In between my adventures with a sinus infection (a constant symphony of nose pyrotechnics) and realizing my dog has crazy eyes, I read an email from Borders tonight. An email declaring the end of Borders. You can read all the CRM sadness below.
I have mixed emotions about Borders closing. Granted, I’m not a proponent of ANY bookstore closing. As more and more of the e-readers flash their wonton wares in my face, the more I revere the creak of a hardback’s spine, the smell of fresh pages, and the weight of a good story. I’m surrounded by books. They make me feel at home. As I write this, I can’t help but glance past my laptop to the bookshelf in my corner. I wonder how many kids will grow up without knowing the joy I had reading Goosebumps and John Grisham (I was a complex kid) during long car rides to the beach or during “quiet time” in grade school.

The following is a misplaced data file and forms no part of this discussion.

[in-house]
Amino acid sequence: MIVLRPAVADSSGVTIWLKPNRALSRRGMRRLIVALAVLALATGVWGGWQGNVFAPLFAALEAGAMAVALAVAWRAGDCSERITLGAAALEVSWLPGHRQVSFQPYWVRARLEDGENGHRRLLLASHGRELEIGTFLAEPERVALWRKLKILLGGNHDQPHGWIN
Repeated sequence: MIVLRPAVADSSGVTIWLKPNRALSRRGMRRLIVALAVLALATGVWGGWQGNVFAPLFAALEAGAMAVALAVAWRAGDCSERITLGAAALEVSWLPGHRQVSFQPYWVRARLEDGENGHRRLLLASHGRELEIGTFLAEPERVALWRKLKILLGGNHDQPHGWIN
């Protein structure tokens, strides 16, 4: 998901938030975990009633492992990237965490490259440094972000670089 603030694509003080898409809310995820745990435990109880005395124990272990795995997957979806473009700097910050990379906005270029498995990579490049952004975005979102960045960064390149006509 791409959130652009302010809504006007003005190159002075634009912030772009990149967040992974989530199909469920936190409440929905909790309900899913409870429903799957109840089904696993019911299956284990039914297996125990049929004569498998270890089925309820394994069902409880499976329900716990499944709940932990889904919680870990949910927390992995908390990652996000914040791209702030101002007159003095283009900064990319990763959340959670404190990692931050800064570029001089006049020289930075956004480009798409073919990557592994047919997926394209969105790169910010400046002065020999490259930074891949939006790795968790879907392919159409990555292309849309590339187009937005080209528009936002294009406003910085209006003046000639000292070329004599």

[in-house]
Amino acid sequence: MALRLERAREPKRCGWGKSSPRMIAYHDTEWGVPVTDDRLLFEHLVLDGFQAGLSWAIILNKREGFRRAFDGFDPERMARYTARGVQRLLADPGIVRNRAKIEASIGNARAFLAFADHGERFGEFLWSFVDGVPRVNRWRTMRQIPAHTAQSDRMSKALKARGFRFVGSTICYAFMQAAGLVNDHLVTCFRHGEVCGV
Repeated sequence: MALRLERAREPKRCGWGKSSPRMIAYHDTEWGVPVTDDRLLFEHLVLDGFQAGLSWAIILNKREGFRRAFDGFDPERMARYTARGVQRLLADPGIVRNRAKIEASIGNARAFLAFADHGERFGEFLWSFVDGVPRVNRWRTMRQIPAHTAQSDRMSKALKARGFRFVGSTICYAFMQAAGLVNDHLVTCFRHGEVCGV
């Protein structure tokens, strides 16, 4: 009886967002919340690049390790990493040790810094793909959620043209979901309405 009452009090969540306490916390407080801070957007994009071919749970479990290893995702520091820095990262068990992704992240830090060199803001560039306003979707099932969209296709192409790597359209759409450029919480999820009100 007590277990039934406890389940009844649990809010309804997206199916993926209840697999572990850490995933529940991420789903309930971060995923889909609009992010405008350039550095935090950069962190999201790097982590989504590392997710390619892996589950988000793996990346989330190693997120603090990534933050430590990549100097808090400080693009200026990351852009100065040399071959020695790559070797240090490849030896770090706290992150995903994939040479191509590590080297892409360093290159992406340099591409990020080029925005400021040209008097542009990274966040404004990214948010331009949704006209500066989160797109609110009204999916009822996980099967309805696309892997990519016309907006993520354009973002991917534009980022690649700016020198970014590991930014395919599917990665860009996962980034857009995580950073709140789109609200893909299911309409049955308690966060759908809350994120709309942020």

To be fair, I wasn’t a loyal Borders shopper. I used them as overflow. Barnes and Noble has always been my one true book-love. BN is one of my sacred places that I run to when I need a moment of me. I’ve always felt collected there and relinquished from the drawstrings of outside. Borders always felt fragmented. I didn’t feel like I could discover my next great book affair while peering through the shelves.
Preferences aside, Borders’ passing is something to mark in our collective memory. It’s one of the signs of the Digital Apocalypse. As we forget the ways of printed books to make way for digital tablets, we’ll lose some of the enchantment. Can you imagine reading the Harry Potter series on a tablet?
Goodbye Borders. May the world not lose the magic of books. May you go into the night peacefully with a trail of well-worn prose trailing quietly behind.